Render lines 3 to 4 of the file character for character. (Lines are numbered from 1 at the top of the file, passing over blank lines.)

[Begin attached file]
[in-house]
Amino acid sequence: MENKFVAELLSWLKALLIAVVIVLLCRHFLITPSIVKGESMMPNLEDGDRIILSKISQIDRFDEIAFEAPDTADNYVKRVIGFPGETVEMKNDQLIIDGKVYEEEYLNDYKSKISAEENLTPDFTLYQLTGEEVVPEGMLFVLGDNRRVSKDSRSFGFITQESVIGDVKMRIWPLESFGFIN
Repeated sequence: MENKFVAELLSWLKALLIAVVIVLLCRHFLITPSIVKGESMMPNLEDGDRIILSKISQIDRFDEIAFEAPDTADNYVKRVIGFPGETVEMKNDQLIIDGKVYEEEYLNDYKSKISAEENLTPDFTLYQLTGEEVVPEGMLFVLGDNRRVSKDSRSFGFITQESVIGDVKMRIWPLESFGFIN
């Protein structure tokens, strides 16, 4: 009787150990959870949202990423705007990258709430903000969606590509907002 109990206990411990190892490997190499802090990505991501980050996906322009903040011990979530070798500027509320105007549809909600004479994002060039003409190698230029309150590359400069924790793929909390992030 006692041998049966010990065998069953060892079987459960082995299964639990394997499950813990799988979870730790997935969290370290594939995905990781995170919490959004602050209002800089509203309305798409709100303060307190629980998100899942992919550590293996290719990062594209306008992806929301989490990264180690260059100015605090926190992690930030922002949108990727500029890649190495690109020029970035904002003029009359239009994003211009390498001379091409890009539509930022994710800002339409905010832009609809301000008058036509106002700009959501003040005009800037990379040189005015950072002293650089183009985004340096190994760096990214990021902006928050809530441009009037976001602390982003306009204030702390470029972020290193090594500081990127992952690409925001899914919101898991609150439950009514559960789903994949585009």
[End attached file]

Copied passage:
Repeated sequence: MENKFVAELLSWLKALLIAVVIVLLCRHFLITPSIVKGESMMPNLEDGDRIILSKISQIDRFDEIAFEAPDTADNYVKRVIGFPGETVEMKNDQLIIDGKVYEEEYLNDYKSKISAEENLTPDFTLYQLTGEEVVPEGMLFVLGDNRRVSKDSRSFGFITQESVIGDVKMRIWPLESFGFIN
């Protein structure tokens, strides 16, 4: 009787150990959870949202990423705007990258709430903000969606590509907002 109990206990411990190892490997190499802090990505991501980050996906322009903040011990979530070798500027509320105007549809909600004479994002060039003409190698230029309150590359400069924790793929909390992030 006692041998049966010990065998069953060892079987459960082995299964639990394997499950813990799988979870730790997935969290370290594939995905990781995170919490959004602050209002800089509203309305798409709100303060307190629980998100899942992919550590293996290719990062594209306008992806929301989490990264180690260059100015605090926190992690930030922002949108990727500029890649190495690109020029970035904002003029009359239009994003211009390498001379091409890009539509930022994710800002339409905010832009609809301000008058036509106002700009959501003040005009800037990379040189005015950072002293650089183009985004340096190994760096990214990021902006928050809530441009009037976001602390982003306009204030702390470029972020290193090594500081990127992952690409925001899914919101898991609150439950009514559960789903994949585009």